The picture on the cover (shown at
the left) is one that most of us have seen in person. We have seen
swarms of starlings in the fall flying as a mass--dipping and diving as
they move across the countryside. We have seen pictures of swarms of
fish in the ocean including Bigeye Jack swimming in a large circle, or
herring swimming as a huge cloud. Most of us have seen documentaries of
caribou in Alaska or wildebeest in Africa crossing a river. There have
been pictures and movies made of Indonesian fireflies blinking in
unison resembling the beating of a human heart. We all know about ants
and bees and how they work as a unit with swarm behavior being the
guide. Individuals in these situations are dysfunctional, and
demonstrate very little intelligence. An ant by itself is inept, and
yet as a group, ants organize highways, build elaborate nests, stage
raids on enemies, and do a variety of things which demonstrate a very
high level of intelligence.
There are some superficial gains that all of us know are made by swarm behavior. Starlings and fish confuse predators by their swarms. Ants and bees organize work by their swarm behavior--and in fact there are businesses that have studied these behaviors and are using them to improve the efficiency and profitability of the business. The question is how can a swarm of ants have intelligence of a high degree when the individual ants do not.
Deborah Gordon, a biologist at Stanford University has done some amazing study on the swarm behaviors of ants. This is reported in National Geographic (July 2007, page 129). Ants are self organizing--there are no generals, no bosses, and no external management. A half million ants function, with each ant doing a different job every day. Some ants forage, some maintain the nest, some collect trash, and all of this job allocation is done at the beginning of the day by a variety of techniques. Ants communicate by touching and by smelling and this is one technique that is used. Ants that have been outside the nest smell different than ants inside the nest. The ants from outside the nest come in and touch the antennas of other ants, with the rate of touching telling whether there is a need for more patrollers outside of the nest. Foragers do not come back to the nest until they find food, so the rate of return of foragers tells the other ants what is going on in the surrounding area. When a rich source of food is found, the ants lay down a chemical trail called pheromones for other ants to follow back to the food source.
Charles Harper in the Houston area has a business which supplies liquid gases. He has copied the ants in his business of supplying gases where there is a need. It takes hours with the biggest computers known, but it works. Southwest Airlines is engaged in a similar technique in handling their traffic at the Phoenix airport.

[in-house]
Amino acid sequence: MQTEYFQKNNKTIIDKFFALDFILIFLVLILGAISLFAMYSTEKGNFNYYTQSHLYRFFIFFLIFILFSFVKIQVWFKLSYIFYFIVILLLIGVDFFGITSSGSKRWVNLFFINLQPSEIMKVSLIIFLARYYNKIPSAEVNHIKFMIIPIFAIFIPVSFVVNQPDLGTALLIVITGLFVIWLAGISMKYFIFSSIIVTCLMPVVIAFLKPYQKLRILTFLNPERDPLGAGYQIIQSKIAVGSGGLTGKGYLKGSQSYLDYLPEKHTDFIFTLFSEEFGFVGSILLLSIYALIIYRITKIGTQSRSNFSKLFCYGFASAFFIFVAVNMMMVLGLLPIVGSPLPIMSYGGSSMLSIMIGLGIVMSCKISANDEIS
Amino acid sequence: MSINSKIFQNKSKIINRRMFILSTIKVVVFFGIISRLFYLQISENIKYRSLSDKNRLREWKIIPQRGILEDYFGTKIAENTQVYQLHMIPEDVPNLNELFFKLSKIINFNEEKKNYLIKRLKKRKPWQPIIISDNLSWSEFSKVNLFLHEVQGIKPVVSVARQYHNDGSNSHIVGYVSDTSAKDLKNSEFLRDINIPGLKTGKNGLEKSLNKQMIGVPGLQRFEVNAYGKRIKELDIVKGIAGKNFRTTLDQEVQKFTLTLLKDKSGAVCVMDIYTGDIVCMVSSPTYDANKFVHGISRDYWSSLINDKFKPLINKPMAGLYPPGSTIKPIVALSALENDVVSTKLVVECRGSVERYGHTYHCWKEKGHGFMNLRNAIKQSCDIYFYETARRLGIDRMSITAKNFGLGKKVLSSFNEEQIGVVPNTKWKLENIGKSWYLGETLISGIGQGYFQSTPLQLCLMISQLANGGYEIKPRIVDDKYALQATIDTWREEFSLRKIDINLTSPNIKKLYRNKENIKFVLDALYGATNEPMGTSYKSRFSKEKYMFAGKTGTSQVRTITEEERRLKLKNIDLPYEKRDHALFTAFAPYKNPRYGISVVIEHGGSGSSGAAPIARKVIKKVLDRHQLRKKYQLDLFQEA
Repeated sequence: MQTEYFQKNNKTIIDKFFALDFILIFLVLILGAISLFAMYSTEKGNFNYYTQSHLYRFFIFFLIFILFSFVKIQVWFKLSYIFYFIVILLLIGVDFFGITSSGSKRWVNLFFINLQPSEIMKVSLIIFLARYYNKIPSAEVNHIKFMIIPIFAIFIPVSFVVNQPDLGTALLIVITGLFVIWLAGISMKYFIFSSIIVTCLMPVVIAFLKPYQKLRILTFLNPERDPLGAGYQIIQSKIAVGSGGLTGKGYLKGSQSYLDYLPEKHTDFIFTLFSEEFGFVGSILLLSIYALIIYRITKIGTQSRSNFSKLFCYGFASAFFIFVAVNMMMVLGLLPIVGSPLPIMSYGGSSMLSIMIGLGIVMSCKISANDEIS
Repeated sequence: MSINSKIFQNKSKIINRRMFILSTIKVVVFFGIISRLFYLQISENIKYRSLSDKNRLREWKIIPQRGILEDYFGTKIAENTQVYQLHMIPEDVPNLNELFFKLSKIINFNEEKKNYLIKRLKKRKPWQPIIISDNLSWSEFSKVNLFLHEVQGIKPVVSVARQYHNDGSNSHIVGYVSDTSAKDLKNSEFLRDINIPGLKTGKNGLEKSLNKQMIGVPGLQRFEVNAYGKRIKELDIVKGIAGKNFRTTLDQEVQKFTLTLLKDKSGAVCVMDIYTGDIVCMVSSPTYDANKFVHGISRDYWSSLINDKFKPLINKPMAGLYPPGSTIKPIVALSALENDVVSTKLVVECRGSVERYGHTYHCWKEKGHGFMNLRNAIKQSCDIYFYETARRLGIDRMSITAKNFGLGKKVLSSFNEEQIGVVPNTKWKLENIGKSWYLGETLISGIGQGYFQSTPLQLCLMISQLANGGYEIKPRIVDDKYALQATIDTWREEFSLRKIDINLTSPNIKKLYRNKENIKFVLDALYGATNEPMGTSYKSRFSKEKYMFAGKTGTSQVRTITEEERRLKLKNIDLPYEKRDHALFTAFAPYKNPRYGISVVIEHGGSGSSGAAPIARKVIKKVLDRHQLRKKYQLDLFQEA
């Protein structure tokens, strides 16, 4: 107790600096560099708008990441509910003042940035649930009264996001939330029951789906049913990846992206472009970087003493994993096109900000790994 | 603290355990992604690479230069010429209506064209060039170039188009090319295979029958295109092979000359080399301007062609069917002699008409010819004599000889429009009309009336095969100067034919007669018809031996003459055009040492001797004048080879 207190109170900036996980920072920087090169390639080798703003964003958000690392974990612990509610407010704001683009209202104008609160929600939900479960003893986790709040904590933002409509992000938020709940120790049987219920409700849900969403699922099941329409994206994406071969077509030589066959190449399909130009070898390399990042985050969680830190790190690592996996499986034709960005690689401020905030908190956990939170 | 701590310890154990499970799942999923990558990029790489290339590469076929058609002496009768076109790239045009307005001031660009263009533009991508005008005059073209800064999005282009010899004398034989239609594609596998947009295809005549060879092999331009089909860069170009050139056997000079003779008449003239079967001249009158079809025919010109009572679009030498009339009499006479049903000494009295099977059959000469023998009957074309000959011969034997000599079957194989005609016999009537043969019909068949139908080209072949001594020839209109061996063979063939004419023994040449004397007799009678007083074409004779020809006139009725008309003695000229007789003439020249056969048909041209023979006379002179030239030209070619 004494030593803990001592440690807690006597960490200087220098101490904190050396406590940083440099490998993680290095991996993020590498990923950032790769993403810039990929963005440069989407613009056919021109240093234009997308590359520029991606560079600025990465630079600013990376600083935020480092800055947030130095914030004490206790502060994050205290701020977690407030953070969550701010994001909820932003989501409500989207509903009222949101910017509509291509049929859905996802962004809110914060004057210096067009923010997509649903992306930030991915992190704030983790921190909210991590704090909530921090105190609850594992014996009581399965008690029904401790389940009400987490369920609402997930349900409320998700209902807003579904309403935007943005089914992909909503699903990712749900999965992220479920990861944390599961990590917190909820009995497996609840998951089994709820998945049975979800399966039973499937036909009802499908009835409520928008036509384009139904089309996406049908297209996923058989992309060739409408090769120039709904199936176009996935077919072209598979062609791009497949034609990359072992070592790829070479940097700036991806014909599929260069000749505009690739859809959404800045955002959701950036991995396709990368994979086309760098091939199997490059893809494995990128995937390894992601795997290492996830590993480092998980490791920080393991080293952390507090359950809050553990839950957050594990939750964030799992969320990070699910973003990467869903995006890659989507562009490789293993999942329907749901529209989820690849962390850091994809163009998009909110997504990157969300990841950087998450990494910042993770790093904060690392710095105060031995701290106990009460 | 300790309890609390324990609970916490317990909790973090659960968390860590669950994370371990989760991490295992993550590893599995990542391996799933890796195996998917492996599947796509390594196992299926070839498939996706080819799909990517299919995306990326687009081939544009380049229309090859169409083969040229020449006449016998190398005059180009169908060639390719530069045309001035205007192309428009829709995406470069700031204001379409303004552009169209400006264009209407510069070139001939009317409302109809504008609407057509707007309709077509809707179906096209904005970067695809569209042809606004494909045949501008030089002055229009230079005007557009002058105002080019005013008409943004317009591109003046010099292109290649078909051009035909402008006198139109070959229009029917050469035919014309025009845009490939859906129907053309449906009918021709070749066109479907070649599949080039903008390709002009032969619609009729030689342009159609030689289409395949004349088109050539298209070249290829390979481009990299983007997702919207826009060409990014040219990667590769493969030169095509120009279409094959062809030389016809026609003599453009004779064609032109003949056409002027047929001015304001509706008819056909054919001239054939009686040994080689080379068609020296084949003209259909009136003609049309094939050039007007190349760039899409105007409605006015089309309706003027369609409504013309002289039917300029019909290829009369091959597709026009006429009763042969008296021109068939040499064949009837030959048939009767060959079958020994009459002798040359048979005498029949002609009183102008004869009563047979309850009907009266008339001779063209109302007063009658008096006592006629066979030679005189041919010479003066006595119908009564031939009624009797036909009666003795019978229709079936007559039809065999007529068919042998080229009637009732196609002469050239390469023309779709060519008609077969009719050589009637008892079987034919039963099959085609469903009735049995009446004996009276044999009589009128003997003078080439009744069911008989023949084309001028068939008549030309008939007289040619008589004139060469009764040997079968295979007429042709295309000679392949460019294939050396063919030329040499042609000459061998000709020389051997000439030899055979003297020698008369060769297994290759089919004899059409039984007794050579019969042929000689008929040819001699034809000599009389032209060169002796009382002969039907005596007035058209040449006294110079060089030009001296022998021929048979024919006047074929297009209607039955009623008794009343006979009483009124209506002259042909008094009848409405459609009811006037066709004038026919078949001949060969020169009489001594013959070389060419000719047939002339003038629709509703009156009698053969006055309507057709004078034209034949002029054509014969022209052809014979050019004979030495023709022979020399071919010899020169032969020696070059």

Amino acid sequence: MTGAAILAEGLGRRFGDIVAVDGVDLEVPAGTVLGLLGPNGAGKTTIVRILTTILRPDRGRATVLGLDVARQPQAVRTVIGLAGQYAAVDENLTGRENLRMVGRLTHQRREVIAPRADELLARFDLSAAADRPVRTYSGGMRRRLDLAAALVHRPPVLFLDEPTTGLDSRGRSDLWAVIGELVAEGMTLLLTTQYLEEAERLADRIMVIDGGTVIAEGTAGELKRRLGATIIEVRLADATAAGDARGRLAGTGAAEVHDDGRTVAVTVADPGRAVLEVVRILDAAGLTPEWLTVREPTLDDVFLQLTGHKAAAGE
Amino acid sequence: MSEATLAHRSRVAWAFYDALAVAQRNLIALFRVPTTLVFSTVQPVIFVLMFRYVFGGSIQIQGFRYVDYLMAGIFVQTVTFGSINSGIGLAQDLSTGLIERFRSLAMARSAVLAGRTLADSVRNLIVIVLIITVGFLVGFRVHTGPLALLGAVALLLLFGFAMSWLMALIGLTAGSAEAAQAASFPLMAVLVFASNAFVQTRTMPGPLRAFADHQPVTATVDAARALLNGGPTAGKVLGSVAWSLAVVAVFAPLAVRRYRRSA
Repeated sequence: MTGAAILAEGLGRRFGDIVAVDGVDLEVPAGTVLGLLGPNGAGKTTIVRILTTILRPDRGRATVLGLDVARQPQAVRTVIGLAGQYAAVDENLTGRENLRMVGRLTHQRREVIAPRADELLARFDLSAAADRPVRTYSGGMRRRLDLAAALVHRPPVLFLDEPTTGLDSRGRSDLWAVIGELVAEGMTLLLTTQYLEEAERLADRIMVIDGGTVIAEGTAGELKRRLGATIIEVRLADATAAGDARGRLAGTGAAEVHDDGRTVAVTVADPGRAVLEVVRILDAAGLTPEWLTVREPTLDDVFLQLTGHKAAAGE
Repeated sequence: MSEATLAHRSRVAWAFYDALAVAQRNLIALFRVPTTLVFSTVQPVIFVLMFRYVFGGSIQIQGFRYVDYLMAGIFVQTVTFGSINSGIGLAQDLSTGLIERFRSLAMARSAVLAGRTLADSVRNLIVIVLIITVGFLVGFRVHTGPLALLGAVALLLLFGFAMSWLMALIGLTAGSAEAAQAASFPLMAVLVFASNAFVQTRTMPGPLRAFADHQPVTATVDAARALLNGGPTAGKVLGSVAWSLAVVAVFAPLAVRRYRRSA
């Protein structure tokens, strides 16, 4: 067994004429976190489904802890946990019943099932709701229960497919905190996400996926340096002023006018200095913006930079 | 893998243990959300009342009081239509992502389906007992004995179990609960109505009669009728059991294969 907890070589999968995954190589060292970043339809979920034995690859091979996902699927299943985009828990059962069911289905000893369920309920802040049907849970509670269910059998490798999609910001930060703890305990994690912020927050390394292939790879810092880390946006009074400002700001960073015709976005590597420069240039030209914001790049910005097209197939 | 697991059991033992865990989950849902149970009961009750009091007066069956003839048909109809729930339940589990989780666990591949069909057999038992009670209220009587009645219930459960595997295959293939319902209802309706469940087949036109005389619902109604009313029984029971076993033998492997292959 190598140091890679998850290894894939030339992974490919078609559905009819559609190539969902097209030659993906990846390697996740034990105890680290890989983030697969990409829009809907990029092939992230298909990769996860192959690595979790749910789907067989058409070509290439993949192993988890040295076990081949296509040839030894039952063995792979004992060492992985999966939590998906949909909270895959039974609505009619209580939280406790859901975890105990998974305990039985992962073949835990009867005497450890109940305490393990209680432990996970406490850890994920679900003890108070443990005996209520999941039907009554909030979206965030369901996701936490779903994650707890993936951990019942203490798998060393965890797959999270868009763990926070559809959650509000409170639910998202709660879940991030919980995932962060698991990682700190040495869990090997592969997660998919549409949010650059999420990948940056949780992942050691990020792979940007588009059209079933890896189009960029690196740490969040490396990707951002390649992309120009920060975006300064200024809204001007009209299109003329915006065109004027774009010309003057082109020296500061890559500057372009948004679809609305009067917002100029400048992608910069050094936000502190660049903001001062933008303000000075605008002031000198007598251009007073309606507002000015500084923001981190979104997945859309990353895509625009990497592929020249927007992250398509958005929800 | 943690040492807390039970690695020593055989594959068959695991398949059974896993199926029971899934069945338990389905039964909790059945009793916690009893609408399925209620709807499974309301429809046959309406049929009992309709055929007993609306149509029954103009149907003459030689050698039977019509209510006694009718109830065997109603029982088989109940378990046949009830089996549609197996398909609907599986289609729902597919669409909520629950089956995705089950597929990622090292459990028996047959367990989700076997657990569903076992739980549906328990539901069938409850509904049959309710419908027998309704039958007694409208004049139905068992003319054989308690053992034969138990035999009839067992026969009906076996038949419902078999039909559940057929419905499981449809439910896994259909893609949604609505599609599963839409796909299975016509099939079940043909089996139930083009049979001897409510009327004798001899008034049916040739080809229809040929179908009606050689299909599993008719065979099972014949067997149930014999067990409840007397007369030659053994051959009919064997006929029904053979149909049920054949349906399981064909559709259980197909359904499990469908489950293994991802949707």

Another example of swarm intelligence is in bees where 50,000 worker bees make group decisions, such as where to build a new hive. In the spring a queen, drones, and half the workers will fly to a tree outside the original hive. To find a place for a new hive there are certain conditions that have to be met. The location has to be well off the ground, have a small entrance hole facing south, and lots of room for the hive. Thomas Seeley, a biologist at Cornell, brought a swarm of bees to Appledore Island. He placed five nest boxes in the vicinity of the swarm. Four of the boxes were too small to sustain the hive and there was no other nest site or tree on the island. Scout bees visited all of the boxes. They would come back to the swarm and do what is called a "wiggle dance" near the swarm. Gradually the swarm migrated to the one box that would meet their needs, something single bees would not do. There are many other behaviors seen in bees that reflect swarm intelligence. One is that when a cool wind blows into a hive, the bees on the outside shiver and that behavior spreads through the other bees in the hive warming the hive significantly and avoiding cold damage to the hive.
In the case of birds, caribou, and other higher forms of life the animal pays close attention to the animal next to it. This avoids crowding and yet allows the animals to stay close to each other. The direction of the swarm's flight will be the average of the directions of the birds within the flock. A wolf attacking a herd of caribou will find that the animal he starts after will mesh into the herd and he will lose sight of it--inevitably shifting to another animal. That animal is fresher and in this process, eventually the wolf will give up in exhaustion while the herd will be still relatively fresh. Birds do the same thing, avoiding predation from hawks and eagles as the swarm keeps exposing different individuals to the predator's view, eventually frustrating the predator.
There are a multitude of lessons that come from our studies of swarm behavior. It would seem to this writer that the nature of swarm intelligence is such that to explain it on the basis of chance defies rational thinking. How do you build a behavior like this over a period of eons? Failure to protect is lethal in cases like this, and it would seem that swarm intelligence has to come from a greater intelligence that perpetuates the species by providing a multitude of techniques by which they can avoid overpredation.
-John N. Clayton
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